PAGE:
Thank you for coming on this trip with me.

Days 11 – 13, Antarctica trip: Whales and the World Cup semi-final in Argentina.

The crew arranged all sorts of mini-lectures to help fill the next two days. An astonishing number of them are birders, so we heard all about what that entails. As you can see, sometimes they went into a little too much detail, as this action-shot of Liga shows.

We also had a lecture about the environmental impact of our trip, which was surprisingly interesting, along with the technology the Hondius has to help mitigate any damage we might cause.

Now that we were firmly in the Drake Passage, whale sightings were getting more common. Up until now, the only whale sightings I’d seen were of blows, fins and flukes from miles away, which make for some very unimpressive photos.

Imagine how fantastic it was when the announcement went out:

“ A pod of at least twenty humpback whales are around the ship, primarily on the starboard side. We’re slowing the ship down to make the most of this opportunity.“ 

Talk about being galvanised into activity! 

I had my phone with me, but no coat, so I ran to get a spot at the lounge windows.

The whales were so close. They were feeding, so they were surfacing and diving, but only in shallow dives so they were repeatedly coming up to the surface.

I had my phone positioned just below my eyes and I was pressing the photo button every time I saw something… which meant that I had a LOT of photos to go through after this was over. It was the only way I could think of getting a balance between actually experiencing it all with my eyes as well as trying to get a record of it.

The whales stayed near us for around 20 minutes, I guess, which was ample time to get that “whale watching “ box well and truly ticked off.

Afterwards, Eneko came by as we were all talking and he showed me some videos that he took of the whales from the deck outside. They were fantastic- so much better than my crappy photos. 


We spent the rest of the day in the lounge, where I may or may not have taken a nap. People were flicking through their photos to choose which ones they were going to submit for the photo competition, sometimes asking for opinions from others.

It was a funny day. I think we were all coming down from the high that was Antarctica.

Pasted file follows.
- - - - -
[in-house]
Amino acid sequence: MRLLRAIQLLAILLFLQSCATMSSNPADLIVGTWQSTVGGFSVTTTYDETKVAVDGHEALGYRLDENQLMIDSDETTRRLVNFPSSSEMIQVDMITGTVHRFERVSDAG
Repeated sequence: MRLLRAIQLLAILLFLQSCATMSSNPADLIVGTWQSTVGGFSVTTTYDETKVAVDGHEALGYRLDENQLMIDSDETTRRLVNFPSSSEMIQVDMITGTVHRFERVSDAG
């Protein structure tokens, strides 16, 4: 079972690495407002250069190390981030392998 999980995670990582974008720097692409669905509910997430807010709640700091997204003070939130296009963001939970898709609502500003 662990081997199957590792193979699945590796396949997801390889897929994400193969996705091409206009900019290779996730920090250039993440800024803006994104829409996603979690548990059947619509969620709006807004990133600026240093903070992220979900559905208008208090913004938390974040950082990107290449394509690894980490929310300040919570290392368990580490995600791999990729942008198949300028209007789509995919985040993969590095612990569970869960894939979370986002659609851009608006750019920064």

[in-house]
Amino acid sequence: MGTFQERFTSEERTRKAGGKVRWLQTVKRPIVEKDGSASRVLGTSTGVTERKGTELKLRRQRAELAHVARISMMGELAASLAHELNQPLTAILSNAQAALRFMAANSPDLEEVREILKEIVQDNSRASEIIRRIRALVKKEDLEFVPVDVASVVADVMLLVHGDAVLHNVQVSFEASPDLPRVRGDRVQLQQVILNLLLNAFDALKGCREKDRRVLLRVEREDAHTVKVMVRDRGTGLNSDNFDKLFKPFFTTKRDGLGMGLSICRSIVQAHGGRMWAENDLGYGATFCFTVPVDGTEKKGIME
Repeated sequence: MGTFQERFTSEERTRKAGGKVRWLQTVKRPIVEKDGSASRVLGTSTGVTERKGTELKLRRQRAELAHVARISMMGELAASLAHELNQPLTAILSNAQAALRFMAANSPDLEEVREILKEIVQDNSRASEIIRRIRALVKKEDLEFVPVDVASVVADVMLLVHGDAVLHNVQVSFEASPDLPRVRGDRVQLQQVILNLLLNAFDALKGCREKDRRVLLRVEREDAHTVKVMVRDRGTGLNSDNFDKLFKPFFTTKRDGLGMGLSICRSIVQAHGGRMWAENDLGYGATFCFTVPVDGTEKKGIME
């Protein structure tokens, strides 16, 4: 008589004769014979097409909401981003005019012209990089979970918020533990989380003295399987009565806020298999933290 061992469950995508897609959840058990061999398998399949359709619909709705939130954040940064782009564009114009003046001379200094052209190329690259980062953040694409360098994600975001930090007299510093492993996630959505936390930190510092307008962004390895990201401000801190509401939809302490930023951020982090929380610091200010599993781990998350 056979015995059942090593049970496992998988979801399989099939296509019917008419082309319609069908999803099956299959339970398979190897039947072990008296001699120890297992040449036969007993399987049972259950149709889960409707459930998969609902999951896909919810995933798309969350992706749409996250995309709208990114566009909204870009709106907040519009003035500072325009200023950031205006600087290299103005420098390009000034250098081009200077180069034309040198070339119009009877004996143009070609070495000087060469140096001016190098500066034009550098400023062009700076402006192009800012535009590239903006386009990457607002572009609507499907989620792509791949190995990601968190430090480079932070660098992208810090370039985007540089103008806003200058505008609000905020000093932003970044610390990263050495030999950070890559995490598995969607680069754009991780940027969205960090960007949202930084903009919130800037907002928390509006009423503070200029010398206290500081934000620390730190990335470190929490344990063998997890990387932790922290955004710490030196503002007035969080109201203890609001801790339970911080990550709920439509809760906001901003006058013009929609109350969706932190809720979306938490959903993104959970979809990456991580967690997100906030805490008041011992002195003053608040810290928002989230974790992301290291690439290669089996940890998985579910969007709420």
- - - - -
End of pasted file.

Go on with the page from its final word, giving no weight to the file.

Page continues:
Eneko was persuaded by Corrina and Liga to play a game of poker with them, to teach them how to play better. Poor guy, he was really reluctant to do it, because he’s used to playing 10 games at a time behind his computer screen. I got the distinct impression that face-to-face poker games don’t have much appeal for him.

They were sitting near me and I tuned out as I was reading a novel, but I surfaced at one point to hear him, looking at Corrina’s cards, saying, “No, no, you shouldn’t play this hand of cards,” and Corrina, totally bewildered, saying, “But why not??” 

He was trying to explain and I could see his brain trying desperately to translate from Spanish to English something that, to him seemed so obvious, but to the girls was a mystery. It must have been a long night for poor Eneko!

All of us had bought seasickness patches the night before, but I think we could probably have done without them. The Drake Lake was living up to its name as we glided on through. 

Only one full day to go…


This is where Frogdancer Jones gets a prize in the photo competition that she didn’t even enter. Even I’m astonished at the amount of good luck that this trip has let me experience.

The Drake Passage was even calmer today than it was yesterday, which seemed a little unbelievable, but there it was. The morning was spent packing our bags, giving back our muck boots and generally coming back down to earth.

Corrina set up a WhatsApp group so we could share photos. We’ve been talking on it ever since. 🙂

After lunch we were all called to the lounge and Ross went through the photo competition entries. There were 126 spread out over the 3 categories and everyone had one vote in each category.